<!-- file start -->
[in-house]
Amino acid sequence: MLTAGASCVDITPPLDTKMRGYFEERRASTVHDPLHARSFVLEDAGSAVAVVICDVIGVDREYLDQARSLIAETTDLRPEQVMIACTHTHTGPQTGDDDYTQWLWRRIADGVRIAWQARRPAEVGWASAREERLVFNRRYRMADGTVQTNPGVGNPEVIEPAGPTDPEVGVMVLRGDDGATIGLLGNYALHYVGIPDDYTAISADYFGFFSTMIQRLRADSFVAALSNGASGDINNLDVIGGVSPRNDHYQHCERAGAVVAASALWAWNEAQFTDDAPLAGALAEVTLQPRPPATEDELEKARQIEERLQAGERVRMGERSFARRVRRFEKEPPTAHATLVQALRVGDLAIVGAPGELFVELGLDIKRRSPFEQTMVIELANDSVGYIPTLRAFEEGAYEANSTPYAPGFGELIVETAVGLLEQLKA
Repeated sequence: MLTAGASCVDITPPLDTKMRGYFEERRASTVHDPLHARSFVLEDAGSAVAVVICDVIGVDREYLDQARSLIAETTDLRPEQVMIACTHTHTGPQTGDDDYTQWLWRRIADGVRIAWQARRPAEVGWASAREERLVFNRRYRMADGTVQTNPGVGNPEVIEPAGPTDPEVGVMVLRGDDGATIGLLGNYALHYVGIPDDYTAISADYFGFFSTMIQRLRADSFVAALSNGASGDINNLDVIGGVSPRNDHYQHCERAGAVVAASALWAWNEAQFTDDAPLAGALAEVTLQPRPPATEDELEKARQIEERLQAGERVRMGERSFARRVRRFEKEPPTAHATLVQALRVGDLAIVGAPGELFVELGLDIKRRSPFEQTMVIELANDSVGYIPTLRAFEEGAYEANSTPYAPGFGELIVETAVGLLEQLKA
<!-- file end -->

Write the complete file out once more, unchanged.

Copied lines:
[in-house]
Amino acid sequence: MLTAGASCVDITPPLDTKMRGYFEERRASTVHDPLHARSFVLEDAGSAVAVVICDVIGVDREYLDQARSLIAETTDLRPEQVMIACTHTHTGPQTGDDDYTQWLWRRIADGVRIAWQARRPAEVGWASAREERLVFNRRYRMADGTVQTNPGVGNPEVIEPAGPTDPEVGVMVLRGDDGATIGLLGNYALHYVGIPDDYTAISADYFGFFSTMIQRLRADSFVAALSNGASGDINNLDVIGGVSPRNDHYQHCERAGAVVAASALWAWNEAQFTDDAPLAGALAEVTLQPRPPATEDELEKARQIEERLQAGERVRMGERSFARRVRRFEKEPPTAHATLVQALRVGDLAIVGAPGELFVELGLDIKRRSPFEQTMVIELANDSVGYIPTLRAFEEGAYEANSTPYAPGFGELIVETAVGLLEQLKA
Repeated sequence: MLTAGASCVDITPPLDTKMRGYFEERRASTVHDPLHARSFVLEDAGSAVAVVICDVIGVDREYLDQARSLIAETTDLRPEQVMIACTHTHTGPQTGDDDYTQWLWRRIADGVRIAWQARRPAEVGWASAREERLVFNRRYRMADGTVQTNPGVGNPEVIEPAGPTDPEVGVMVLRGDDGATIGLLGNYALHYVGIPDDYTAISADYFGFFSTMIQRLRADSFVAALSNGASGDINNLDVIGGVSPRNDHYQHCERAGAVVAASALWAWNEAQFTDDAPLAGALAEVTLQPRPPATEDELEKARQIEERLQAGERVRMGERSFARRVRRFEKEPPTAHATLVQALRVGDLAIVGAPGELFVELGLDIKRRSPFEQTMVIELANDSVGYIPTLRAFEEGAYEANSTPYAPGFGELIVETAVGLLEQLKA